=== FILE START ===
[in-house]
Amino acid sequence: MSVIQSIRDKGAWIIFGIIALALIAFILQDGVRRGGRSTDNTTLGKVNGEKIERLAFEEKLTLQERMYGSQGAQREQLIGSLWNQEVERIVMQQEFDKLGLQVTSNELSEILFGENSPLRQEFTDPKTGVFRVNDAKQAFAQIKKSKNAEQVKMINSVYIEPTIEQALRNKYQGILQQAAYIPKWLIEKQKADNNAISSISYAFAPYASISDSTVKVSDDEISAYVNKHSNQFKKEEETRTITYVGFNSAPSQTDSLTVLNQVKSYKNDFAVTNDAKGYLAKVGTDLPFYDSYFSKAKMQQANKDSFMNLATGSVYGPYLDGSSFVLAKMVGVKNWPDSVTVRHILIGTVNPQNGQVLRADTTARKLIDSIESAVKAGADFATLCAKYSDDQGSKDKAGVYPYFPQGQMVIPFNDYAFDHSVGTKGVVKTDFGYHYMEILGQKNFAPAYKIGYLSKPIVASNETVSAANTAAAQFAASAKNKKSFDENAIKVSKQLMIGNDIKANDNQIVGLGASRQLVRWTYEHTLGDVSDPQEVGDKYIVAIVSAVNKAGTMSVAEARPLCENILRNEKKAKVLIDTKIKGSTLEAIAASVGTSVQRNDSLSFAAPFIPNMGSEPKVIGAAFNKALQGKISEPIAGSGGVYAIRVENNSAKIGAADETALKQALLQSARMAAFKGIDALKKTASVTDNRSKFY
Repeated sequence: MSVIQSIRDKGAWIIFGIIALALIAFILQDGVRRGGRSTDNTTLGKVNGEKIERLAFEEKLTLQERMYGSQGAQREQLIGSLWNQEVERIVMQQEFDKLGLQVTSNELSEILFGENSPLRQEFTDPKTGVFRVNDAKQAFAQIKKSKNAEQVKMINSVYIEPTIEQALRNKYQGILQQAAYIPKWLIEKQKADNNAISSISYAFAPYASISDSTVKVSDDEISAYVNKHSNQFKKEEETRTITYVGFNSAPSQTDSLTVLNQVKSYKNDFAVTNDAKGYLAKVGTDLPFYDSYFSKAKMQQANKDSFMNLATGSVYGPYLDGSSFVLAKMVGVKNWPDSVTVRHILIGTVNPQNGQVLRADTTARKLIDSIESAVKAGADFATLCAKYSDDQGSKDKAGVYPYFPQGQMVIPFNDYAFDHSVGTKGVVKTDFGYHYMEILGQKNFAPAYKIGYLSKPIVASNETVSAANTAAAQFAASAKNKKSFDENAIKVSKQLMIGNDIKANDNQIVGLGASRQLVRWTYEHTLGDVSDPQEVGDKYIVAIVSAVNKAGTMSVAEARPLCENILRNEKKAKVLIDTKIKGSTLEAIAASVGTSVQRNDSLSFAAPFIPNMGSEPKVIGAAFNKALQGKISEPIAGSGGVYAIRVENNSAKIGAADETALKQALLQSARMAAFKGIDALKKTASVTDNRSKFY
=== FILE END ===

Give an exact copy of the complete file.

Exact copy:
[in-house]
Amino acid sequence: MSVIQSIRDKGAWIIFGIIALALIAFILQDGVRRGGRSTDNTTLGKVNGEKIERLAFEEKLTLQERMYGSQGAQREQLIGSLWNQEVERIVMQQEFDKLGLQVTSNELSEILFGENSPLRQEFTDPKTGVFRVNDAKQAFAQIKKSKNAEQVKMINSVYIEPTIEQALRNKYQGILQQAAYIPKWLIEKQKADNNAISSISYAFAPYASISDSTVKVSDDEISAYVNKHSNQFKKEEETRTITYVGFNSAPSQTDSLTVLNQVKSYKNDFAVTNDAKGYLAKVGTDLPFYDSYFSKAKMQQANKDSFMNLATGSVYGPYLDGSSFVLAKMVGVKNWPDSVTVRHILIGTVNPQNGQVLRADTTARKLIDSIESAVKAGADFATLCAKYSDDQGSKDKAGVYPYFPQGQMVIPFNDYAFDHSVGTKGVVKTDFGYHYMEILGQKNFAPAYKIGYLSKPIVASNETVSAANTAAAQFAASAKNKKSFDENAIKVSKQLMIGNDIKANDNQIVGLGASRQLVRWTYEHTLGDVSDPQEVGDKYIVAIVSAVNKAGTMSVAEARPLCENILRNEKKAKVLIDTKIKGSTLEAIAASVGTSVQRNDSLSFAAPFIPNMGSEPKVIGAAFNKALQGKISEPIAGSGGVYAIRVENNSAKIGAADETALKQALLQSARMAAFKGIDALKKTASVTDNRSKFY
Repeated sequence: MSVIQSIRDKGAWIIFGIIALALIAFILQDGVRRGGRSTDNTTLGKVNGEKIERLAFEEKLTLQERMYGSQGAQREQLIGSLWNQEVERIVMQQEFDKLGLQVTSNELSEILFGENSPLRQEFTDPKTGVFRVNDAKQAFAQIKKSKNAEQVKMINSVYIEPTIEQALRNKYQGILQQAAYIPKWLIEKQKADNNAISSISYAFAPYASISDSTVKVSDDEISAYVNKHSNQFKKEEETRTITYVGFNSAPSQTDSLTVLNQVKSYKNDFAVTNDAKGYLAKVGTDLPFYDSYFSKAKMQQANKDSFMNLATGSVYGPYLDGSSFVLAKMVGVKNWPDSVTVRHILIGTVNPQNGQVLRADTTARKLIDSIESAVKAGADFATLCAKYSDDQGSKDKAGVYPYFPQGQMVIPFNDYAFDHSVGTKGVVKTDFGYHYMEILGQKNFAPAYKIGYLSKPIVASNETVSAANTAAAQFAASAKNKKSFDENAIKVSKQLMIGNDIKANDNQIVGLGASRQLVRWTYEHTLGDVSDPQEVGDKYIVAIVSAVNKAGTMSVAEARPLCENILRNEKKAKVLIDTKIKGSTLEAIAASVGTSVQRNDSLSFAAPFIPNMGSEPKVIGAAFNKALQGKISEPIAGSGGVYAIRVENNSAKIGAADETALKQALLQSARMAAFKGIDALKKTASVTDNRSKFY